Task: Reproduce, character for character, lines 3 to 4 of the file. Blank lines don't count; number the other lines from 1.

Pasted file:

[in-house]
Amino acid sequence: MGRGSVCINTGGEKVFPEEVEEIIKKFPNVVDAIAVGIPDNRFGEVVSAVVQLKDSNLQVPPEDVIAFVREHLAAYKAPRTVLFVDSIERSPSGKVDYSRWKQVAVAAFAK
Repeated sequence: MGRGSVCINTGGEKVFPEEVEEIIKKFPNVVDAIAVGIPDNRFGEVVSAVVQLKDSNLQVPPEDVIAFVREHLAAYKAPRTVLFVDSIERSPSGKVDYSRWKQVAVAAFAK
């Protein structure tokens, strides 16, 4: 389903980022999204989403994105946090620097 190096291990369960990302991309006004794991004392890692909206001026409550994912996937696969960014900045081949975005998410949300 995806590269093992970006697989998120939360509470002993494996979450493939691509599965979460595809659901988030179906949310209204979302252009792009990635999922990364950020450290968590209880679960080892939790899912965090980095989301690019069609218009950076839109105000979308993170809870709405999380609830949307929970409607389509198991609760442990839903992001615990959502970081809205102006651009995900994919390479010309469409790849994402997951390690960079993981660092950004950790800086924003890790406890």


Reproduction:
Repeated sequence: MGRGSVCINTGGEKVFPEEVEEIIKKFPNVVDAIAVGIPDNRFGEVVSAVVQLKDSNLQVPPEDVIAFVREHLAAYKAPRTVLFVDSIERSPSGKVDYSRWKQVAVAAFAK
């Protein structure tokens, strides 16, 4: 389903980022999204989403994105946090620097 190096291990369960990302991309006004794991004392890692909206001026409550994912996937696969960014900045081949975005998410949300 995806590269093992970006697989998120939360509470002993494996979450493939691509599965979460595809659901988030179906949310209204979302252009792009990635999922990364950020450290968590209880679960080892939790899912965090980095989301690019069609218009950076839109105000979308993170809870709405999380609830949307929970409607389509198991609760442990839903992001615990959502970081809205102006651009995900994919390479010309469409790849994402997951390690960079993981660092950004950790800086924003890790406890």